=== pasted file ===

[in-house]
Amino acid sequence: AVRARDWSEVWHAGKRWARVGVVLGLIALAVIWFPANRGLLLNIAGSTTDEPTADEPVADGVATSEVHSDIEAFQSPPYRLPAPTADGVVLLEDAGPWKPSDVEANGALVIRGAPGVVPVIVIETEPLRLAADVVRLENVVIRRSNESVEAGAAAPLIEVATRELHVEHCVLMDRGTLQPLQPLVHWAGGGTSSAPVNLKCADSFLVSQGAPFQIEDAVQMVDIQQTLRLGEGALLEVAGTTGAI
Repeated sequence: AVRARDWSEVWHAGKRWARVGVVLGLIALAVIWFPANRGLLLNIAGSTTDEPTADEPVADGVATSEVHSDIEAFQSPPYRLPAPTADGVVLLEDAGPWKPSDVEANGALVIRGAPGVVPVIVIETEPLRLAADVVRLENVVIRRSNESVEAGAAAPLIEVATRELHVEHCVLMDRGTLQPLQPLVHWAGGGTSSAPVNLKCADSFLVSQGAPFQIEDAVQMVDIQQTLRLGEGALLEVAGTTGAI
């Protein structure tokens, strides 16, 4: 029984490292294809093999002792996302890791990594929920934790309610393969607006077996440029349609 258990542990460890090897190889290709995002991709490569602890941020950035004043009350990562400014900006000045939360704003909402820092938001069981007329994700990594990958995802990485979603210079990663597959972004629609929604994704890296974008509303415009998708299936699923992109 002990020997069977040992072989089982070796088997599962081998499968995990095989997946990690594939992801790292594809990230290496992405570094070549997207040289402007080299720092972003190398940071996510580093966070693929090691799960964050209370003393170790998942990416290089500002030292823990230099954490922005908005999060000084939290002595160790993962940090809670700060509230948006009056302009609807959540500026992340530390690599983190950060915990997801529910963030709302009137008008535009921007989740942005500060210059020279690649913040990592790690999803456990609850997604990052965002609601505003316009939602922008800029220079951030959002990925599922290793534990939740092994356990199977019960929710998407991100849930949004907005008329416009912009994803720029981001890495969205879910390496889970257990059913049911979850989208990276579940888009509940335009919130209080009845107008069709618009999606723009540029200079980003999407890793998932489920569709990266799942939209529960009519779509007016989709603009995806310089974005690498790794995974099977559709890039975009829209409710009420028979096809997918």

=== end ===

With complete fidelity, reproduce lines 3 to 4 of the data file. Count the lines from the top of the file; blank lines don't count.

Repeated sequence: AVRARDWSEVWHAGKRWARVGVVLGLIALAVIWFPANRGLLLNIAGSTTDEPTADEPVADGVATSEVHSDIEAFQSPPYRLPAPTADGVVLLEDAGPWKPSDVEANGALVIRGAPGVVPVIVIETEPLRLAADVVRLENVVIRRSNESVEAGAAAPLIEVATRELHVEHCVLMDRGTLQPLQPLVHWAGGGTSSAPVNLKCADSFLVSQGAPFQIEDAVQMVDIQQTLRLGEGALLEVAGTTGAI
């Protein structure tokens, strides 16, 4: 029984490292294809093999002792996302890791990594929920934790309610393969607006077996440029349609 258990542990460890090897190889290709995002991709490569602890941020950035004043009350990562400014900006000045939360704003909402820092938001069981007329994700990594990958995802990485979603210079990663597959972004629609929604994704890296974008509303415009998708299936699923992109 002990020997069977040992072989089982070796088997599962081998499968995990095989997946990690594939992801790292594809990230290496992405570094070549997207040289402007080299720092972003190398940071996510580093966070693929090691799960964050209370003393170790998942990416290089500002030292823990230099954490922005908005999060000084939290002595160790993962940090809670700060509230948006009056302009609807959540500026992340530390690599983190950060915990997801529910963030709302009137008008535009921007989740942005500060210059020279690649913040990592790690999803456990609850997604990052965002609601505003316009939602922008800029220079951030959002990925599922290793534990939740092994356990199977019960929710998407991100849930949004907005008329416009912009994803720029981001890495969205879910390496889970257990059913049911979850989208990276579940888009509940335009919130209080009845107008069709618009999606723009540029200079980003999407890793998932489920569709990266799942939209529960009519779509007016989709603009995806310089974005690498790794995974099977559709890039975009829209409710009420028979096809997918």